Thus began a love affair that became the wellspring of my life. It carried me through another 27 years of painful marriage. I can’t pretend I have been as faithful to God as He has been to me. Shortly before my eventual divorce I remember quoting Shakespeare’s words to my pastor: “As flies to wanton boys are we to the gods; they kill us for their sport.” But such cynicism couldn’t last in the face of God’s relentless love. As my marriage entered its death throes I came to appreciate and rely on His unfailing faithfulness.
The day I moved into my own home as a newly single woman, I didn’t even feel as if I was single, because I had such a strong sense of God moving in with me as my Husband. That’s why I haven’t rushed out to join dating agencies or look for someone new – Jesus is all I need, His love is sufficient for me.
There is still trouble going on – one of my daughters is seriously ill; one is having a crisis in her university course; my disabled daughter, now quadriplegic, partially sighted and with a profound learning disability is experiencing a lot of pain and all the while the DWP are trying to assess her as fit for work – a battle I could rather do without at present! I’m caring for my elderly mother, too. But one thing has changed along the way.
Never, even for a moment, do I doubt God’s love or blame Him for my hardships. Through it all, by an imperceptibly gradual process, He has drawn really close to me and poured His love into my heart. It has become a well that never runs dry; no matter what demands life is making of me I can always be replenished from that unending supply. Maybe by the time I’m as old as the man in Jamie Buckingham’s story, I will exude that same closeness and intimacy with God – I really hope so.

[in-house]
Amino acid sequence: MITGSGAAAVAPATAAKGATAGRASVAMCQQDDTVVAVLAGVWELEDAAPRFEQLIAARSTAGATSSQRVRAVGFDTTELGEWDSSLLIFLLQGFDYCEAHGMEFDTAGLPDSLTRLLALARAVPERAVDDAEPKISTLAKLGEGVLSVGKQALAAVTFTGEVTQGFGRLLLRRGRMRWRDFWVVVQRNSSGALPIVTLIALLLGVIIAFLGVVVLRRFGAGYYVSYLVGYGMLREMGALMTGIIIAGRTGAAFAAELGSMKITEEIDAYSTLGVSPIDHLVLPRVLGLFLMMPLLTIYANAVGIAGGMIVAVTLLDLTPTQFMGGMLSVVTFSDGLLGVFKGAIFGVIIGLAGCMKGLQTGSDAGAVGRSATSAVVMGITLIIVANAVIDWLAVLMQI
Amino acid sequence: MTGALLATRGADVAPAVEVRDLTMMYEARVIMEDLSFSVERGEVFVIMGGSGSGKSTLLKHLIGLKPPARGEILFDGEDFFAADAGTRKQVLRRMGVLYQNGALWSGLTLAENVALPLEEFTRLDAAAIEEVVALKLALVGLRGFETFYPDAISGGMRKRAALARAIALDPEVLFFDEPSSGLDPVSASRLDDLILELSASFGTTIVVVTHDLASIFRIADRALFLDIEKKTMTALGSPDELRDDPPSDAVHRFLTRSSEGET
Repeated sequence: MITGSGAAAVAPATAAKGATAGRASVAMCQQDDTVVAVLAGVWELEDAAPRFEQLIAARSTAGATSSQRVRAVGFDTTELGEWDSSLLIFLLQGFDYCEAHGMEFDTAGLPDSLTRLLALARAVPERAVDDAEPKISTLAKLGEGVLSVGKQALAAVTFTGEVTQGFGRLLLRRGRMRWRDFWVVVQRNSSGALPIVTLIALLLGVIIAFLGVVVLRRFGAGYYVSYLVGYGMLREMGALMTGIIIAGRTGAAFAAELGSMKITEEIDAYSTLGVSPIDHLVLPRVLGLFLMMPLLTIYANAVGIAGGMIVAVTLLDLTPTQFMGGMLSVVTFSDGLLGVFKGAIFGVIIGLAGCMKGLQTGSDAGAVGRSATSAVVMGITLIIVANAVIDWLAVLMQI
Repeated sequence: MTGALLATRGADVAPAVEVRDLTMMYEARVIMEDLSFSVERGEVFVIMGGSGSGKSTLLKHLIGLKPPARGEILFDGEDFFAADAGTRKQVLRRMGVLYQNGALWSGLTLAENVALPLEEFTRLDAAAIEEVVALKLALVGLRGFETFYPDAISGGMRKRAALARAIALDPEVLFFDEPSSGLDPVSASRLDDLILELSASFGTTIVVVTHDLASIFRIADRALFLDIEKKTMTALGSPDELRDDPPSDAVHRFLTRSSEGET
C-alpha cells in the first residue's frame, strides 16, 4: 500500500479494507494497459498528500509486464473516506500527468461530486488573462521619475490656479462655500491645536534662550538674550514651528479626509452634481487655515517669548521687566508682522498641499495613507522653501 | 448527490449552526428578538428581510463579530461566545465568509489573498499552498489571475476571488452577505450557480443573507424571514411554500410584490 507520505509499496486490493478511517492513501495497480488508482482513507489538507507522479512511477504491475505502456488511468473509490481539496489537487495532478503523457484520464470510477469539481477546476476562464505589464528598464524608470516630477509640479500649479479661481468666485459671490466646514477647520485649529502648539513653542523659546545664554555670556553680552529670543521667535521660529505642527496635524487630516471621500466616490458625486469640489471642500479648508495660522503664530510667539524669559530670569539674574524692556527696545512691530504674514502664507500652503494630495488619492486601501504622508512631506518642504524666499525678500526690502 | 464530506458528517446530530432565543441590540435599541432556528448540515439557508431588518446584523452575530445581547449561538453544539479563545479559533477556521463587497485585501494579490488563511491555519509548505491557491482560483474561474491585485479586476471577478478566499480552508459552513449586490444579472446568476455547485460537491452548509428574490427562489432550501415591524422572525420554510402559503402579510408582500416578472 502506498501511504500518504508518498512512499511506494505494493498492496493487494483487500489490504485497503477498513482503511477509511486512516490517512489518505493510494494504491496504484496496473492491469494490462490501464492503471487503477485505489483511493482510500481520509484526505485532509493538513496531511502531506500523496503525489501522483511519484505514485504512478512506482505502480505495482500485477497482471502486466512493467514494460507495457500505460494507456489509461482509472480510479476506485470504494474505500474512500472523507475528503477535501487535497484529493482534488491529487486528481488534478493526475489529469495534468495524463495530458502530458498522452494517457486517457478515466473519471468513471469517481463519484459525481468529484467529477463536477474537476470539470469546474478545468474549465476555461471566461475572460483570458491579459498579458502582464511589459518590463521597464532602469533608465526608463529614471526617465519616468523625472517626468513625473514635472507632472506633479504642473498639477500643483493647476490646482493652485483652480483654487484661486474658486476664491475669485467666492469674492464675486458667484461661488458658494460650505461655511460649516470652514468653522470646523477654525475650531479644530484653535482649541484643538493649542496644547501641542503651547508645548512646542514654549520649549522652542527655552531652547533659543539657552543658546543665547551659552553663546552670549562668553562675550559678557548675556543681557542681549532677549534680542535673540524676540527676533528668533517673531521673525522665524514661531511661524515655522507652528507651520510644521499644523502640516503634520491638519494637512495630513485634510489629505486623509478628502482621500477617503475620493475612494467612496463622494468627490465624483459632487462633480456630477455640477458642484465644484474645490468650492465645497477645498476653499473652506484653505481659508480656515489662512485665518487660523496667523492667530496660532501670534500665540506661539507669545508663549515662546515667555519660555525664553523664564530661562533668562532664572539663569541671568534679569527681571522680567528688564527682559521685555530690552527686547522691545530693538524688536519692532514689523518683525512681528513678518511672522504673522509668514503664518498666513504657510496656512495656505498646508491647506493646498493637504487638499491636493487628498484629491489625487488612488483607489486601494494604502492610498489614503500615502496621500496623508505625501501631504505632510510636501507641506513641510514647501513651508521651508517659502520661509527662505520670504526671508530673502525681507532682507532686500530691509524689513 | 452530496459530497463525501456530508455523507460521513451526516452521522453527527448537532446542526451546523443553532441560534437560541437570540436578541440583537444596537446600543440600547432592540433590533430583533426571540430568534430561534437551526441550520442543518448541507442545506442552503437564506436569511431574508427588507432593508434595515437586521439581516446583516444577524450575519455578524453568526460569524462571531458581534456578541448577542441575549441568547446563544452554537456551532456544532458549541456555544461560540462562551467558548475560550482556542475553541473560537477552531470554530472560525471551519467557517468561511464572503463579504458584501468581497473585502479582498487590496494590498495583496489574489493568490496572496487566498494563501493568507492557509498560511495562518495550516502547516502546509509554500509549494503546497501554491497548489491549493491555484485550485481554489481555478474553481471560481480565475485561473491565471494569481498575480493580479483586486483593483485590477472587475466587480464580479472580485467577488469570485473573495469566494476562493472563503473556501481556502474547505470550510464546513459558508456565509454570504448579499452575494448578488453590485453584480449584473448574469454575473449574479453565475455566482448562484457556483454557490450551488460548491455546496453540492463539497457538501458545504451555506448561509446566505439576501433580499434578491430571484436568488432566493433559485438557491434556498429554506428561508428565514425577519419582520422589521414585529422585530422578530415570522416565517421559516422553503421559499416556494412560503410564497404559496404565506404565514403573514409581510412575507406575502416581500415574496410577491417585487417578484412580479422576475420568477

One thing I do know. None of this has happened because I’ve been a particularly good Christian, or have been exceptionally faithful to God. Quite the reverse. I’ve had my moments, my doubts, my wobbles, even my times of open rebellion. But God’s love has been unswervingly faithful. He is the Rock I can rely on no matter what in my life falls apart. I really love Psalm 91.4: “His faithfulness will be your shield and rampart.” Yes. It’s His faithfulness, not mine, that has got me this far. All the pressure is taken off me when I realise that it depends on His faithfulness, not mine. Mine will wobble and shake and evaporate, but His remains rock solid. Trouble? It’s not what I would have chosen. But then again, if that’s what it took to know His precious, tender, faithful, sustaining love, it’s been worth every moment.